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Situation looks like this:

We have product 'A123' and we have to remember lowest price for it. Prices for one product comes from random number of shops and there is no way to tell when shop x will send us their price for 'A123'.

So I had SQL table with columns:

shop (from which shop this price comes)

An SQL function for updating product price looks like this (this is SQL pseudo-code, syntax doesn't matter):

function update_product(in_shop, in_product_number, in_price)
    select price, shop into productRow from products where product_number = in_product_number;
    if found then
        if (productRow.price > in_price) or (productRow.price < in_price and productRow.shop = in_shop) then
            update row with new price and new shop
        end if;
       insert new product that we didn't have before
    end if;

the (productRow.price < in_price and productRow.shop = in_shop) condition is to prevent situation like this:

In products table we have

A123 22.5 amazon

then comes info from amazon again:

A123 25 amazon

Thanks to above condition we update price to higher which is correct behavior.

But algorithm fails in this situation: again we have a row in the products table:

A123 22.5 amazon

then comes info from merlin

A123 23 merlin (we don't update because price is higher)

then comes info from amazon

A123 35 amazon

and we update table and now we have:

A123 35 amazon

but this is wrong because merlin earlier has lower price for that product.

Any idea how to avoid this situation?

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So you are taking minimum of the maximum price per vendor? You will need to save (vendor, maxprice_vendor) for all vendors, and then select the minimum from all the maxprice_* values. –  Alok Singhal Dec 17 '09 at 8:22
the same comment like in other answers ;) solution with keeping max price for all suppliers is obvious but in such table will be few milion records and I am afraid that querying it would be slow... –  Kuba Dec 17 '09 at 8:37
Not max price but latest price. And query would not be slow if you use a database. Databases use indexed access instead of searching through all the records. –  PauliL Dec 17 '09 at 9:07
Well, you can use an indexed view or materialized view to optimize querying; worst case you can use triggers so that whenever you modify that table, the smaller table of lowest prices is also updated. The task is clearly impossible if you don't keep Merlin's earlier price around somewhere. –  Jason Orendorff Dec 17 '09 at 14:25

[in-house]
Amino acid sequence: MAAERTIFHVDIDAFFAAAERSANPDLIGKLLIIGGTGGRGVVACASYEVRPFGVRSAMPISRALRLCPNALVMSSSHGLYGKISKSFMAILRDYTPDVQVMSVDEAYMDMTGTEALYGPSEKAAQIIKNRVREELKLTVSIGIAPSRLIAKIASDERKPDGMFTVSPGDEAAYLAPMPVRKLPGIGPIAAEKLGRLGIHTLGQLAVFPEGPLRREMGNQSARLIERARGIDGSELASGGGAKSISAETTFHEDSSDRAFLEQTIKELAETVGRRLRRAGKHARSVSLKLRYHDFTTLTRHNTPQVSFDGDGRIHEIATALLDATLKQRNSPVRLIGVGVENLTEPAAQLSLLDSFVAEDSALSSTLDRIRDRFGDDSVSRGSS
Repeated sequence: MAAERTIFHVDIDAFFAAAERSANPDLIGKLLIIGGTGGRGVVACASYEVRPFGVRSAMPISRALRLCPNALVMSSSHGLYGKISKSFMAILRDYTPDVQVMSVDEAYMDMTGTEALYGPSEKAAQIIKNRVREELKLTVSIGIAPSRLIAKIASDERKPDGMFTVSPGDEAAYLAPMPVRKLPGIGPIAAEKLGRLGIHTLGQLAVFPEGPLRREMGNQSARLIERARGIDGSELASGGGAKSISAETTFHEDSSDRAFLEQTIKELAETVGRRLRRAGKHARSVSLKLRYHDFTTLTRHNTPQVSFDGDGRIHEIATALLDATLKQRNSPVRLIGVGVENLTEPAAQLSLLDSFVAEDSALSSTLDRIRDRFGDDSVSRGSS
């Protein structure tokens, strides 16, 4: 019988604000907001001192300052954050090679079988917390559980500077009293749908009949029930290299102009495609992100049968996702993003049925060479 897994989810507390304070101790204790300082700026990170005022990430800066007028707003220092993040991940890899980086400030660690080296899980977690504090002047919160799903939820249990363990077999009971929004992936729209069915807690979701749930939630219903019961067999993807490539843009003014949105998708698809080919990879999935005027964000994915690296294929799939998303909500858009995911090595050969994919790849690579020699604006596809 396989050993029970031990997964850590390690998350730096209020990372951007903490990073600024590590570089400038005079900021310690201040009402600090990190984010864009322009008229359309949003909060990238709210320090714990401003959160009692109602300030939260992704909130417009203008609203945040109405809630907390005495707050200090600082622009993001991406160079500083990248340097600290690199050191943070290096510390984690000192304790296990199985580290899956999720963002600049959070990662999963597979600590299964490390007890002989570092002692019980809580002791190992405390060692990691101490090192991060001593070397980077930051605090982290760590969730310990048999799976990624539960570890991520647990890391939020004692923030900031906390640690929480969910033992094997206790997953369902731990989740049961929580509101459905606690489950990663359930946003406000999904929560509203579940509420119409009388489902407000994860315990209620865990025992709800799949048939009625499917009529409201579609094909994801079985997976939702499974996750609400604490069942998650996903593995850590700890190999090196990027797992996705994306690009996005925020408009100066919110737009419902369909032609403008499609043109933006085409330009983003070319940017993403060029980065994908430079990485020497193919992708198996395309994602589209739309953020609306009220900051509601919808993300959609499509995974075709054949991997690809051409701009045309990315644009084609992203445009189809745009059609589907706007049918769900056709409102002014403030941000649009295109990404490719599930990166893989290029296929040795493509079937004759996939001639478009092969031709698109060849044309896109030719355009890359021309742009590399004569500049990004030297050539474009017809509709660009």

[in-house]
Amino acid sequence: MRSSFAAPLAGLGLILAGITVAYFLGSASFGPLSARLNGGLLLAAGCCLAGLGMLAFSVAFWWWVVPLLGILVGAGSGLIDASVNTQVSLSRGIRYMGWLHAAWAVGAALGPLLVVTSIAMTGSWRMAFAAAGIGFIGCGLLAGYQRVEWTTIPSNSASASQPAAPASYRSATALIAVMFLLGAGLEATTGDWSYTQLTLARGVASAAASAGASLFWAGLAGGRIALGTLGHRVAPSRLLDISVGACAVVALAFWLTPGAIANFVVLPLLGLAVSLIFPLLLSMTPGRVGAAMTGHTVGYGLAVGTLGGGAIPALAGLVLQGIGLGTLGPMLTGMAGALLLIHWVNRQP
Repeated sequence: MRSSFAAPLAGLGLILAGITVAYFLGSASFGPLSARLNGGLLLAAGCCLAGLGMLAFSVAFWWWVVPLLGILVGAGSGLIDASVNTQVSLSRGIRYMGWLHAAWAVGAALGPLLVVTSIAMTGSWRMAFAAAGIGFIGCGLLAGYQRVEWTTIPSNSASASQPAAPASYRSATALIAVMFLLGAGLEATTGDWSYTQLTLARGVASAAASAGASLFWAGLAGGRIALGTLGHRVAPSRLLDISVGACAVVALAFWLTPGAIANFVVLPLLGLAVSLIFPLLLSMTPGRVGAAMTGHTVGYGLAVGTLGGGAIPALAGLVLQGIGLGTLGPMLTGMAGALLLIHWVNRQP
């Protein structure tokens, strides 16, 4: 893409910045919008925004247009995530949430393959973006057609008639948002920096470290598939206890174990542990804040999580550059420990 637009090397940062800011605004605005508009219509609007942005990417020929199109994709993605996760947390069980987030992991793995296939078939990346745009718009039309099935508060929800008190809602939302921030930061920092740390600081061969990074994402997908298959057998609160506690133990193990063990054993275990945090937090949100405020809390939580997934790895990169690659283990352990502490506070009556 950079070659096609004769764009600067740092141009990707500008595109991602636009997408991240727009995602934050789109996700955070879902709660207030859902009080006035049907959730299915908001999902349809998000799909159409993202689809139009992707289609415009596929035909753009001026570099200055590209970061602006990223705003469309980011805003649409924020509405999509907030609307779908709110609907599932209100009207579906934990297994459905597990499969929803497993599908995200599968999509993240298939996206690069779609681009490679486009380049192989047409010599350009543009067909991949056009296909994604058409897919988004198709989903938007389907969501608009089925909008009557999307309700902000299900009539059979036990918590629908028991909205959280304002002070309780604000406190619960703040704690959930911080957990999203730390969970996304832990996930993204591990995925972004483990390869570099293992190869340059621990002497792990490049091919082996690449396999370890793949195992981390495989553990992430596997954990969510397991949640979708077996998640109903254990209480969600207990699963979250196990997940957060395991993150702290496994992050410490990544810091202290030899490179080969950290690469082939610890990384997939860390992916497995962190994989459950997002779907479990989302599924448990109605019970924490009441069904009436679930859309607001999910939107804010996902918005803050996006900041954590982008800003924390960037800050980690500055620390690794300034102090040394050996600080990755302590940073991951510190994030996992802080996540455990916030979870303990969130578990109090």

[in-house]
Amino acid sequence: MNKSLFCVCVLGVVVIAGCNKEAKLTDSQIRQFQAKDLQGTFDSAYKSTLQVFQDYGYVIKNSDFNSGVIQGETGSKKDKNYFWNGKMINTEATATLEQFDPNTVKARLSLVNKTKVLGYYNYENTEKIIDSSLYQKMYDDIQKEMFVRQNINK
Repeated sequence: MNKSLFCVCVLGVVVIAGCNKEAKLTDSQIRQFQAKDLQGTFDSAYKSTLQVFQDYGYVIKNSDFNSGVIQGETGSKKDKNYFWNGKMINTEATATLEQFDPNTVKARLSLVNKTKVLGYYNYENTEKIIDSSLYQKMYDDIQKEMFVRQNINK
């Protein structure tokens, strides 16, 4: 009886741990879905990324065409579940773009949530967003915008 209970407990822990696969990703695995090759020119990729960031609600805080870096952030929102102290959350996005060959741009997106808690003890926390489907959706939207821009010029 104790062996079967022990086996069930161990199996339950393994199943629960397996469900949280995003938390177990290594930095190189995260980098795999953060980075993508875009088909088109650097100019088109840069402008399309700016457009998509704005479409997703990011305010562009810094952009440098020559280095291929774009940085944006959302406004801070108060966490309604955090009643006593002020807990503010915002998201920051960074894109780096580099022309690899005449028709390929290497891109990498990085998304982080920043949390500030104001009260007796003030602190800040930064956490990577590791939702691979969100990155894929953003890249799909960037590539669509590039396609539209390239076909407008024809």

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3 Answers

up vote 3 down vote accepted

The only way you are going to solve your problem is keep track of the price per shop and then only return the lowest current price. So for example you would need a table like the one you already have, but when you select out of the table something like:

select min(price)
  from products
  where product_number = :my_product

Personally if it were me, I would keep a time stamp of when you receive the product price updates so you would be able to ascertain when you got the update.

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Yes I could do that but the reason for not keeping price for all suppliers is performance. In table in which i would keep all prices from all suppliers there would be few milions of records –  Kuba Dec 17 '09 at 8:36
A few million records isn't really much of anything for a modern database. –  phoebus Dec 17 '09 at 8:37
Agreed, with an index on product_number, it would be relatively trivial. And unless you have lots (like 10,000+) shops, then dealing with min or even updates over that few rows will be trivial as well. –  Kitson Dec 17 '09 at 10:50
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To make this work you should maintain a table that contains the following:

  • Product
  • Supplier
  • LatestPrice

Then identify the current best supplier by querying that table - you can either do this when requested or when the table is updated either way you simplify the problem at the price of slightly more complex schema and queries

Additional (following comment):

Ok, this is going to mean that you need to store more data - but you don't have a huge amount of choice - the data is required to solve the problem so you either: a) have to update prices from all suppliers concurrently and then choose the best price from that snapshot or b) store the prices as you get them and pick the best price from the data you've got. The former implies a fairly hefty overhead in terms of fetching and processing data whereas the latter is basically a fairly modest storage problem and something any decent databases will cope with easily.

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Yes I could that but the reason for not keeping price for all suppliers is performance. In table in which i would keep all prices from all suppliers there would be few milions of records. –  Kuba Dec 17 '09 at 8:34
Only a few million records - the DBMS shouldn't have any problems with that small of a table. –  Jonathan Leffler Dec 17 '09 at 8:40
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Basically, the problem is that you only store the lowest price from 1 vendor. You have to keep records of prices of all vendors, and use a selection query to select the minimum.

For example, If you have:

A123 22.5 Amazon

and you got:

A123 23 Merlin

You have to insert it, even if it is with higher price, because it's a different vendor. So you'll have:

A123 22.5 Amazon
A123 23 Merlin

When you get the new price from Amazon, for example: 25, you just update it. So you'll get:

A123 25 Amazon
A123 23 Merlin

then select the lowest price, Merlin, in this case.

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